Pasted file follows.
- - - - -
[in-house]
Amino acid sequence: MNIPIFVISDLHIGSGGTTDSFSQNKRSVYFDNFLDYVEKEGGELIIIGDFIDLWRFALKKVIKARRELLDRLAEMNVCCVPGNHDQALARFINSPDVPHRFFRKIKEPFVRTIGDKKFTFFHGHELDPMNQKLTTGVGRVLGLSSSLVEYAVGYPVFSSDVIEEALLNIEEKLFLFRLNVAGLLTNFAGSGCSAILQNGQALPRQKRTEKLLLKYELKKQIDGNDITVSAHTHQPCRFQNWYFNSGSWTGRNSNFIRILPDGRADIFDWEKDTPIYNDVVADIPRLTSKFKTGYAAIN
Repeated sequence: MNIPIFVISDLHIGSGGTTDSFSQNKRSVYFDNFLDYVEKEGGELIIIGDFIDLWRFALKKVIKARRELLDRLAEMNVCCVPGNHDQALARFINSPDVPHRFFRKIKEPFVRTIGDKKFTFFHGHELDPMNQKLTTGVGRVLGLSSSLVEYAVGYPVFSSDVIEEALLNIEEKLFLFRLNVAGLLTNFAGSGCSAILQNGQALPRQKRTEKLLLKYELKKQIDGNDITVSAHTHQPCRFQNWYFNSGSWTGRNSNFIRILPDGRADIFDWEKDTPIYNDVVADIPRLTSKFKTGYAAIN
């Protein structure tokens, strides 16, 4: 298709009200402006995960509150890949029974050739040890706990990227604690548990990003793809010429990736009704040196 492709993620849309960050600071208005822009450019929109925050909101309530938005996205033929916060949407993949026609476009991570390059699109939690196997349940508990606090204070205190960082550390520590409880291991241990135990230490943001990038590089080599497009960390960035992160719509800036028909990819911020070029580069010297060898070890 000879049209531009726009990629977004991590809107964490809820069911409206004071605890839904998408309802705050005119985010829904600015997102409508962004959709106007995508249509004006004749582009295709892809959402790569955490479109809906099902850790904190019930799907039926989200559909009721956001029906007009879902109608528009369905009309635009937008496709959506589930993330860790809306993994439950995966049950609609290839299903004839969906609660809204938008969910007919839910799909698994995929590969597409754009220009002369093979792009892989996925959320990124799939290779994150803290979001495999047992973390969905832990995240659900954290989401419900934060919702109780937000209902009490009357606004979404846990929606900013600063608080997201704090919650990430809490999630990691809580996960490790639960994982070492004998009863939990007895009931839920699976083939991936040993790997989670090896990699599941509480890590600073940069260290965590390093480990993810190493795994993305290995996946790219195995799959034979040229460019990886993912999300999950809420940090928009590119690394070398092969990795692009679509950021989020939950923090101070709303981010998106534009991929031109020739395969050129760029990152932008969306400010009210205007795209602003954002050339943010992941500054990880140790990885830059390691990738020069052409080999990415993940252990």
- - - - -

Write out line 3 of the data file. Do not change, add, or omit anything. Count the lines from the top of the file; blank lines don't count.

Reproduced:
Repeated sequence: MNIPIFVISDLHIGSGGTTDSFSQNKRSVYFDNFLDYVEKEGGELIIIGDFIDLWRFALKKVIKARRELLDRLAEMNVCCVPGNHDQALARFINSPDVPHRFFRKIKEPFVRTIGDKKFTFFHGHELDPMNQKLTTGVGRVLGLSSSLVEYAVGYPVFSSDVIEEALLNIEEKLFLFRLNVAGLLTNFAGSGCSAILQNGQALPRQKRTEKLLLKYELKKQIDGNDITVSAHTHQPCRFQNWYFNSGSWTGRNSNFIRILPDGRADIFDWEKDTPIYNDVVADIPRLTSKFKTGYAAIN